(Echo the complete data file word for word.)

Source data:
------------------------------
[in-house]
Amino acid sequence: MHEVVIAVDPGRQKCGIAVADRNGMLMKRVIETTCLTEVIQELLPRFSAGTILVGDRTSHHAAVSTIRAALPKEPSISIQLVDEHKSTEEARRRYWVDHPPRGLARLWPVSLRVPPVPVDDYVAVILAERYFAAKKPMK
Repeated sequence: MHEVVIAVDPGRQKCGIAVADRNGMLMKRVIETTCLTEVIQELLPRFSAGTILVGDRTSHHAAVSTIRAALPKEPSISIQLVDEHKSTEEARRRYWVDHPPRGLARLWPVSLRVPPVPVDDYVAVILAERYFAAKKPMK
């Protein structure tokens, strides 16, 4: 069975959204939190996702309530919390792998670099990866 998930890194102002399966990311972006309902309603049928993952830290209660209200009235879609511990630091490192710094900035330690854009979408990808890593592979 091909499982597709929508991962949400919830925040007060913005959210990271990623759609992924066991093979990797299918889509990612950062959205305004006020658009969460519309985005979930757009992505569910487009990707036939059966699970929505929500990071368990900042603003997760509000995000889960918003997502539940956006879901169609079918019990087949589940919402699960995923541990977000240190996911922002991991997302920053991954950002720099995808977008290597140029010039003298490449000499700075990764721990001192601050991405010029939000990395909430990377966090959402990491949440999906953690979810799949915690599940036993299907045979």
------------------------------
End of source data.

[in-house]
Amino acid sequence: MHEVVIAVDPGRQKCGIAVADRNGMLMKRVIETTCLTEVIQELLPRFSAGTILVGDRTSHHAAVSTIRAALPKEPSISIQLVDEHKSTEEARRRYWVDHPPRGLARLWPVSLRVPPVPVDDYVAVILAERYFAAKKPMK
Repeated sequence: MHEVVIAVDPGRQKCGIAVADRNGMLMKRVIETTCLTEVIQELLPRFSAGTILVGDRTSHHAAVSTIRAALPKEPSISIQLVDEHKSTEEARRRYWVDHPPRGLARLWPVSLRVPPVPVDDYVAVILAERYFAAKKPMK
């Protein structure tokens, strides 16, 4: 069975959204939190996702309530919390792998670099990866 998930890194102002399966990311972006309902309603049928993952830290209660209200009235879609511990630091490192710094900035330690854009979408990808890593592979 091909499982597709929508991962949400919830925040007060913005959210990271990623759609992924066991093979990797299918889509990612950062959205305004006020658009969460519309985005979930757009992505569910487009990707036939059966699970929505929500990071368990900042603003997760509000995000889960918003997502539940956006879901169609079918019990087949589940919402699960995923541990977000240190996911922002991991997302920053991954950002720099995808977008290597140029010039003298490449000499700075990764721990001192601050991405010029939000990395909430990377966090959402990491949440999906953690979810799949915690599940036993299907045979």